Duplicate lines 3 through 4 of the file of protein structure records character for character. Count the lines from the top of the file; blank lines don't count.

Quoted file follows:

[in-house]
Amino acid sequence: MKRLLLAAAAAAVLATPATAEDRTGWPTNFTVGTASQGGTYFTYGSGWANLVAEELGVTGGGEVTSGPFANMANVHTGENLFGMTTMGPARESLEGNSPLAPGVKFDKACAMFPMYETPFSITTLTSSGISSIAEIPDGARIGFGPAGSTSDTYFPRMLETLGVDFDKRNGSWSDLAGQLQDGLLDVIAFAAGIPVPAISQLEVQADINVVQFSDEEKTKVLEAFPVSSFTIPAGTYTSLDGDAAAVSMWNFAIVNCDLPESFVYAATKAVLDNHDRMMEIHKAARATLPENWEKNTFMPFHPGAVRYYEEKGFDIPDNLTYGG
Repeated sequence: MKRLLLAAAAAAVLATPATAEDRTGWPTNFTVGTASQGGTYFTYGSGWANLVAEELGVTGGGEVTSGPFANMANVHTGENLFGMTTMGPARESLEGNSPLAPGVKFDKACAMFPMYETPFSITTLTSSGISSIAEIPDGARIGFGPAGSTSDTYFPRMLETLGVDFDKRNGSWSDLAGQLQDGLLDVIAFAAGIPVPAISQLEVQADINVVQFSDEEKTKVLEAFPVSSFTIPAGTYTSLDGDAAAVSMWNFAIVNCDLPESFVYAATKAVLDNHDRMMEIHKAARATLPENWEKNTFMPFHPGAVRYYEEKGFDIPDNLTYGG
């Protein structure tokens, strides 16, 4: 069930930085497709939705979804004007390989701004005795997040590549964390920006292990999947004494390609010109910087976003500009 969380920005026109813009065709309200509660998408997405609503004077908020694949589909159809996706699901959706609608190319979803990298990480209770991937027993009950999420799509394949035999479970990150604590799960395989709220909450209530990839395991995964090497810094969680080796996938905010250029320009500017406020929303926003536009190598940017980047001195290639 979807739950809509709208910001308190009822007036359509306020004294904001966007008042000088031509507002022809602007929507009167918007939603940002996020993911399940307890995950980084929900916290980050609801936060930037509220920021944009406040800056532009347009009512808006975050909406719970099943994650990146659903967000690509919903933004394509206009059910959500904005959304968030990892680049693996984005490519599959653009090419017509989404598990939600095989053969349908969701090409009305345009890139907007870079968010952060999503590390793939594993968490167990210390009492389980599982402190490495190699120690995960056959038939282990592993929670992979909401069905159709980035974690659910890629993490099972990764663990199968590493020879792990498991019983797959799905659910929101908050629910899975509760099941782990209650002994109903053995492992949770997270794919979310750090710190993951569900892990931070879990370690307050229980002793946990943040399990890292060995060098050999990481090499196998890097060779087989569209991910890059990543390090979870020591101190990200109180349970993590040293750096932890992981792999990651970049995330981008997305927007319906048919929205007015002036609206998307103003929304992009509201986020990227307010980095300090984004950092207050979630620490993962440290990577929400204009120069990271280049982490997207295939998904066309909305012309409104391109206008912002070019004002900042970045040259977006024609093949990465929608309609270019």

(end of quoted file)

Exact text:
Repeated sequence: MKRLLLAAAAAAVLATPATAEDRTGWPTNFTVGTASQGGTYFTYGSGWANLVAEELGVTGGGEVTSGPFANMANVHTGENLFGMTTMGPARESLEGNSPLAPGVKFDKACAMFPMYETPFSITTLTSSGISSIAEIPDGARIGFGPAGSTSDTYFPRMLETLGVDFDKRNGSWSDLAGQLQDGLLDVIAFAAGIPVPAISQLEVQADINVVQFSDEEKTKVLEAFPVSSFTIPAGTYTSLDGDAAAVSMWNFAIVNCDLPESFVYAATKAVLDNHDRMMEIHKAARATLPENWEKNTFMPFHPGAVRYYEEKGFDIPDNLTYGG
């Protein structure tokens, strides 16, 4: 069930930085497709939705979804004007390989701004005795997040590549964390920006292990999947004494390609010109910087976003500009 969380920005026109813009065709309200509660998408997405609503004077908020694949589909159809996706699901959706609608190319979803990298990480209770991937027993009950999420799509394949035999479970990150604590799960395989709220909450209530990839395991995964090497810094969680080796996938905010250029320009500017406020929303926003536009190598940017980047001195290639 979807739950809509709208910001308190009822007036359509306020004294904001966007008042000088031509507002022809602007929507009167918007939603940002996020993911399940307890995950980084929900916290980050609801936060930037509220920021944009406040800056532009347009009512808006975050909406719970099943994650990146659903967000690509919903933004394509206009059910959500904005959304968030990892680049693996984005490519599959653009090419017509989404598990939600095989053969349908969701090409009305345009890139907007870079968010952060999503590390793939594993968490167990210390009492389980599982402190490495190699120690995960056959038939282990592993929670992979909401069905159709980035974690659910890629993490099972990764663990199968590493020879792990498991019983797959799905659910929101908050629910899975509760099941782990209650002994109903053995492992949770997270794919979310750090710190993951569900892990931070879990370690307050229980002793946990943040399990890292060995060098050999990481090499196998890097060779087989569209991910890059990543390090979870020591101190990200109180349970993590040293750096932890992981792999990651970049995330981008997305927007319906048919929205007015002036609206998307103003929304992009509201986020990227307010980095300090984004950092207050979630620490993962440290990577929400204009120069990271280049982490997207295939998904066309909305012309409104391109206008912002070019004002900042970045040259977006024609093949990465929608309609270019």